Emergency Vet In Douglasville, GA

Looking for an emergency vet in Douglasville, GA? Search for your nearest animal hospital below.

      List of Emergency Vets in Douglasville, GA

      DOUGLASVILLE VETERINARY HOSPITAL

      ADDRESS: 6220 Fairburn Road, Douglasville GA 30134
      TEL: (770) 942-9974
      We are a full service small animal veterinary hospital offering the best possible care for cats and dogs. With a combination of experienced veterinary specialists, state-of-the-art technology, and an on-site diagnostics laboratory, Douglasville Veterinary Hospital is able to provide the finest care available for your animal companion. We look forward to building a relationship with you and your pets to achieve pet wellness.

      KAY ANIMAL HOSPITAL

      ADDRESS: 8991 Highway 5, Douglasville GA 30134
      TEL: (770) 949-7030
      Our facility is equipped with latest in technology and equipment. This helps our doctors diagnose and treat most problems as quick as possible. We also maintain excellent relationships with nearby specialists should your pet need referral for specialized care.

      BANFIELD PET HOSPITAL (DOUGLASVILLE)

      ADDRESS: 2940 Chapel Hill Road, Douglasville GA 30135
      TEL: (770) 577-6607
      The Banfield Pet Hospital of Douglasville is ready to partner with you in the continued good health of your pet. Whether your pet is in need of a routine check-up or surgery, our staff will do everything that they can to keep your pet in the best health possible. Banfield is a trusted go-to for things pet health related, ensuring that your pet receives the best health care available when they need it most. Banfield’s dog health options are second to none, as are the options available to all of the other treasured family members in Douglasville.


      GEORGIA

      ACWORTH // ALBANY // ALPHARETTA // ATHENS // ATLANTA // AUGUSTA // CANTON // CARROLLTON // COLUMBUS // DALTON // DOUGLASVILLE // DULUTH // DUNWOODY // EAST POINT // GAINESVILLE // GRIFFIN // HINESVILLE // JOHNS CREEK // JONESBORO // KENNESAW // LAGRANGE // LAWRENCEVILLE // MACON // MARIETTA // MCDONOUGH // MILTON // NEWNAN // PEACHTREE CITY // PEACHTREE CORNERS // ROME // ROSWELL // SANDY SPRINGS // SAVANNAH // SMYRNA // STATESBORO // VALDOSTA // WARNER ROBINS // WOODSTOCK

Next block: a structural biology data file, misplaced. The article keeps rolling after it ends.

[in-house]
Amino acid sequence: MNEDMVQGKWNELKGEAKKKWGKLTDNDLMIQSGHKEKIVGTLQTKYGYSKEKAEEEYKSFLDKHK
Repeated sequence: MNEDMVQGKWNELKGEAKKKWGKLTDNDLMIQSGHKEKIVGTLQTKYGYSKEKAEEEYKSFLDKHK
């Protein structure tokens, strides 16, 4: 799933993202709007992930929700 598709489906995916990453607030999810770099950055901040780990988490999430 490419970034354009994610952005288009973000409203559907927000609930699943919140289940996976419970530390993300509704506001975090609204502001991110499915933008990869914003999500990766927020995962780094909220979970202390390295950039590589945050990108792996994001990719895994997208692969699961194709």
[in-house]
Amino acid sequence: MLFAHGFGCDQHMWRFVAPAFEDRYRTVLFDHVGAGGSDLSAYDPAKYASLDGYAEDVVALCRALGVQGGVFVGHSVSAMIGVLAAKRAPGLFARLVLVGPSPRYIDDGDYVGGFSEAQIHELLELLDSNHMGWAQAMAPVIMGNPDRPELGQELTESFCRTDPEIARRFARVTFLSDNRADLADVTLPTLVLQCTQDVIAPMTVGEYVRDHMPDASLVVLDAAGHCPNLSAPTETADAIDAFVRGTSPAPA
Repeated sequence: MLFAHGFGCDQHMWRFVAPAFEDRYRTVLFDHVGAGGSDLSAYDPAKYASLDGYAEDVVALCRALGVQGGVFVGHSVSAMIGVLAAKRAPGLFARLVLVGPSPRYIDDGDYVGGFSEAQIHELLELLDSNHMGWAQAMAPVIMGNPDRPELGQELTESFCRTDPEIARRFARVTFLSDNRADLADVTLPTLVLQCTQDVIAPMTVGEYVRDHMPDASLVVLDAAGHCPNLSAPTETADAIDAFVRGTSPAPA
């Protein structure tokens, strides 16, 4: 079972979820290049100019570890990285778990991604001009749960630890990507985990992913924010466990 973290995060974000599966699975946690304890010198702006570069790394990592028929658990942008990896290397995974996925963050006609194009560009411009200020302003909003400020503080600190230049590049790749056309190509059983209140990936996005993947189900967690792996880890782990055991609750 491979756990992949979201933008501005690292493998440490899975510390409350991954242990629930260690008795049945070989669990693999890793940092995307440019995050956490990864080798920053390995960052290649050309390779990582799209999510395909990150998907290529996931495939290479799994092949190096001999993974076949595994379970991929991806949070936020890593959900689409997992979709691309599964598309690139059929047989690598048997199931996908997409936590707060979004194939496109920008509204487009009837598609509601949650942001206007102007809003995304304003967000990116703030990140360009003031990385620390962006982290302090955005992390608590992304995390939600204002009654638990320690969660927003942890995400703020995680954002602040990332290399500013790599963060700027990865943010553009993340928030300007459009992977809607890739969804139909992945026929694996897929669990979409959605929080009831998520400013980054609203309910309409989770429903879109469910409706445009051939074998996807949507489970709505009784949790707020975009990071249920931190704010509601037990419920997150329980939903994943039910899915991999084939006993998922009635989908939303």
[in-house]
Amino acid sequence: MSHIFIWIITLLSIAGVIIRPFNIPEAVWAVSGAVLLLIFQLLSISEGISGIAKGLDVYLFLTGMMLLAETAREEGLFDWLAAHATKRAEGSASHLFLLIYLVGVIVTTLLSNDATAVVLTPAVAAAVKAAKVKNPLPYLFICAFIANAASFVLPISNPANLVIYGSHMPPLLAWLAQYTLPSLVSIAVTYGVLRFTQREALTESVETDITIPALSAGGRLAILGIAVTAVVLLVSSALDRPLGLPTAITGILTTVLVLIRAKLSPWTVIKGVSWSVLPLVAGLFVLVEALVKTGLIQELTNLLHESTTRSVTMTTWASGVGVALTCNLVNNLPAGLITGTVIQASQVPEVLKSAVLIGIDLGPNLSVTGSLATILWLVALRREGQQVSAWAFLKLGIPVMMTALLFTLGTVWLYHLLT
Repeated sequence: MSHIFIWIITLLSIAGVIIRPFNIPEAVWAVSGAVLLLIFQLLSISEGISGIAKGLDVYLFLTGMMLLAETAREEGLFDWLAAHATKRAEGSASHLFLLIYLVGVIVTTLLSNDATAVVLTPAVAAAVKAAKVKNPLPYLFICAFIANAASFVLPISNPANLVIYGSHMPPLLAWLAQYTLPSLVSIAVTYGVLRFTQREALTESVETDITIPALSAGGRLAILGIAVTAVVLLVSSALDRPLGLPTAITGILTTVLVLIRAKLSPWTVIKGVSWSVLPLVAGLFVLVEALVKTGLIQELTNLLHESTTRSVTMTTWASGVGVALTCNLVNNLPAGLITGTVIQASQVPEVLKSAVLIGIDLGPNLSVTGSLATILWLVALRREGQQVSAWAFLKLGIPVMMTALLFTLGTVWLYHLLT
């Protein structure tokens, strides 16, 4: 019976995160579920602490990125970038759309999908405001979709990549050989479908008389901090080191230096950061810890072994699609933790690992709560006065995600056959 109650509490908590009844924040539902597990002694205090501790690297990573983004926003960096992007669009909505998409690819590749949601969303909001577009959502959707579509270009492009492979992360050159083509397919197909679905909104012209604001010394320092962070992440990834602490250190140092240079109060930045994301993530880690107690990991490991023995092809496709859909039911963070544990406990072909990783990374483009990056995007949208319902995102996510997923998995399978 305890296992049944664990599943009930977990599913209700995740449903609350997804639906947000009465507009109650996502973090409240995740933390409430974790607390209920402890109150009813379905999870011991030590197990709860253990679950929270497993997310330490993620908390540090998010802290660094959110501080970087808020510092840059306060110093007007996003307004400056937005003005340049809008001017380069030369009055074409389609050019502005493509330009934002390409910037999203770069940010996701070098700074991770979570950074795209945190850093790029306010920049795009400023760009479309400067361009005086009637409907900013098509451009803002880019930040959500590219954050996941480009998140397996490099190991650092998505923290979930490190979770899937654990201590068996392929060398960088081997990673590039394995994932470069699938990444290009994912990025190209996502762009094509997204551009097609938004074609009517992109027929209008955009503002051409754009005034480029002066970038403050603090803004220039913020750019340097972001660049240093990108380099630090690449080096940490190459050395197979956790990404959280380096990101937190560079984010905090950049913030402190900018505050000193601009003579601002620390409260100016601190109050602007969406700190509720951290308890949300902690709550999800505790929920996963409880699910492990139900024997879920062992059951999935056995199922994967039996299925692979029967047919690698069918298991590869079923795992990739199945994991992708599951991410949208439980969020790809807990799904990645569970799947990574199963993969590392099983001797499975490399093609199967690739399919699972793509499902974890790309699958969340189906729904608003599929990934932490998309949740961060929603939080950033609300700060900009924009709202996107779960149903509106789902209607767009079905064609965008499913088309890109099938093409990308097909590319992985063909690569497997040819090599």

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      Signs Your Pet Needs Emergency Care

      Has your pet experienced some kind of trauma and in need in emergency care? Here are some of the signs to look when determining whether your pet needs an emergency vet:

      • Pale gums
      • Rapid breathing
      • Weak or rapid pulse
      • Change in body temperature
      • Difficulty standing
      • Apparent paralysis
      • Loss of consciousness
      • Seizures
      • Excessive bleeding

      How To Handle Your Injured Pet

      It is possible that your pet can act aggressively when they’ve been injured. It’s important to be careful how you handle them for their safety and your own.

      For Dogs:

      • Be calm and go slow when approaching.
      • If your dog appears aggressive, get someone to help you.
      • Fashion a makeshift stretcher and carefully lift your dog onto it.
      • Support their neck and back as you move them in case of spinal injuries.

      For Cats:

      • Cover your cats head gently with a towel, to prevent them from biting you.
      • Very carefully, lift your cat into its carrier or a box.
      • Support their neck and back as you move them in case of spinal injuries.

      First Aid Treatment At Home

      Depending on the situation, there are some actions you can take at home to stabalize your pet before transporting them to an emergency vet.

      Bleeding:

      • If your pet is bleeding externally due to a trauma, apply pressure to the wound quickly and hold it there.
      • If possible, elevate the injury.

      Choking:

      • If your pet is choking on a foreign object, put your fingers in their mouth and try to remove the blockage.
      • If you’re unable to remove the blockage, perform a modified version of the Heimlich manouver by giving a sharp blow to their chest.

      CPR:

      • If your pet is unconcious and unresponsive, you may need to perform CPR.
      • First, check if your pet is breathing and if they have a heartbeat. If you cannot find either, start chest compressions.
      • Perform 30 chest compressions followed by two rescue breaths. Repeat this until your pet starts breathing on their own again.
      • To give a rescue breath, close your pets mouth and extend their neck to open the airway. Place your mouth over your pets nose and exhale until you see your pets chest rise.
      • Check for a heartbeat every 2 minutes.
      • Continue giving your pet CPR until you reach an emergency vet.